Results: Of the 584 LLDKT's performed at our institution since June 1999, 510 had at least 1 year of follow up. Four hundred and ninety-six patients had no evidence of stricture disease (97.2%) while 14 (2.8%) developed clinically significant ureteral strictures. The incidence of delayed graft function was higher in the stricture group (21% versus 3%, p < 0.0001) while the intraoperative placement of a ureteral stent was associated with decreased incidence of ureteral strictures (21% of the stricture group received stents compared to 58% in the no stricture group, p = 0.006). In multivariable logistic regression models, delayed graft function was strongly associated with the development of clinically significant ureteral stricture disease (OR 19.3; 95% CI 3.59, 104.2; p = 0.001) while the placement of intraoperative ureteral stents was protective against ureteral stricture formation (OR 0.09; 95% CI: 0.02, 0.49; p = 0.005).

Conclusion: Delayed graft function and nonuse of ureteral stents are associated with the development of ureteral strictures following LLDKT.
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April 2012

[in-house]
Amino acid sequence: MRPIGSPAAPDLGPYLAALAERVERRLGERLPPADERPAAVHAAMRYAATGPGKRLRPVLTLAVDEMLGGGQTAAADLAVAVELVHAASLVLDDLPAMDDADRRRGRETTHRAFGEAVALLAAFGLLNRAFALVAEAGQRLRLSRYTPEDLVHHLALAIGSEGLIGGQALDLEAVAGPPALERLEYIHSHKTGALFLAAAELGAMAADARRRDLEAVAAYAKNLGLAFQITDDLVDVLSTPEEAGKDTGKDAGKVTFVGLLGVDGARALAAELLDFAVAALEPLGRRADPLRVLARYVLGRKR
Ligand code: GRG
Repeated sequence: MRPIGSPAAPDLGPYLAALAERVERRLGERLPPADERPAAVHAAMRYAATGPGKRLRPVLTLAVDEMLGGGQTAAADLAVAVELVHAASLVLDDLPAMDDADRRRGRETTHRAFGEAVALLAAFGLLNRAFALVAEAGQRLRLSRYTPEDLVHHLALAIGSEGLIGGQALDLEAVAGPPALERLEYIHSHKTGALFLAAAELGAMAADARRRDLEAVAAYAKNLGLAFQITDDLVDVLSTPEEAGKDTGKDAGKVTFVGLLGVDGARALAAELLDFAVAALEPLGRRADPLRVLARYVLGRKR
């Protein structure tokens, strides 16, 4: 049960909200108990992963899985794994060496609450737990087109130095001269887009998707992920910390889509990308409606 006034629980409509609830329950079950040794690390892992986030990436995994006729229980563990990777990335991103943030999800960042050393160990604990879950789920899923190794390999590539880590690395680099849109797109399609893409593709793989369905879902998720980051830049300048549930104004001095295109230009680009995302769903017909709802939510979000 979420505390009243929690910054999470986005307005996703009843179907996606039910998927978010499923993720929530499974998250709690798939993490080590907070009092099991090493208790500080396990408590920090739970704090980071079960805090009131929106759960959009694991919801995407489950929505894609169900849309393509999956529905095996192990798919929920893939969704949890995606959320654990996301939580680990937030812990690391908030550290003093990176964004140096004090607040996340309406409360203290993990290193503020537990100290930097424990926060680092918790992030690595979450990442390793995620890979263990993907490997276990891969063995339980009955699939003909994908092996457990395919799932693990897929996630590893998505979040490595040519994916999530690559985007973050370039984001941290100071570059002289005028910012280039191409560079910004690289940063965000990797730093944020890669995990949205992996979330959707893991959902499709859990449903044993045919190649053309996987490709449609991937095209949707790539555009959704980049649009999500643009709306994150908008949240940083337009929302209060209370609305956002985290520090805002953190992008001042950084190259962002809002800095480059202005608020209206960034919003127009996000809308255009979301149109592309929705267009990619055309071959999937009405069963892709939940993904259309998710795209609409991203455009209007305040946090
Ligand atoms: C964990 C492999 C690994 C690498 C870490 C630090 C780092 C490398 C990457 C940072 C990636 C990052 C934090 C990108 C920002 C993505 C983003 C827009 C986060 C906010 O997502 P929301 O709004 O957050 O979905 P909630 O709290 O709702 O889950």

Pretransplant fasting glucose predicts new-onset diabetes after liver transplantation.

J Transplant 2012 29;2012:614781. Epub 2012 Jan 29.

Division of Hepatology, Mayo Clinic Arizona, 5777 E. Mayo Boulevard, Phoenix, AZ 85054, USA.

New-onset diabetes after transplantation (NODAT) is common after liver transplant and associated with poorer outcomes. The aim of this study was to identify risk factors for NODAT in liver transplant recipients off corticosteroids. In 225 adult nondiabetic liver transplant recipients, the mean age was 51.7 years, the majority were men (71%), and half had HCV (49%). The mean calculated MELD score at transplantation was 18.7, and 19% underwent living-donor transplant (LDLT). One year after transplantation, 17% developed NODAT, and an additional 16% had impaired fasting glucose. The incidence of NODAT in patients with HCV was 26%. In multivariate analysis, HCV, pretransplant FPG, and LDLT were significant. Each 10 mg/dL increase in pretransplant FPG was associated with a twofold increase in future development of NODAT. The incidence of NODAT after liver transplant in patients off corticosteroids is 17%. Risk factors for developing NODAT include HCV and pretransplant FPG; LDLT is protective.
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http://dx.doi.org/10.1155/2012/614781DOI Listing
http://www.ncbi.nlm.nih.gov/pmc/articles/PMC3306927PMC
August 2012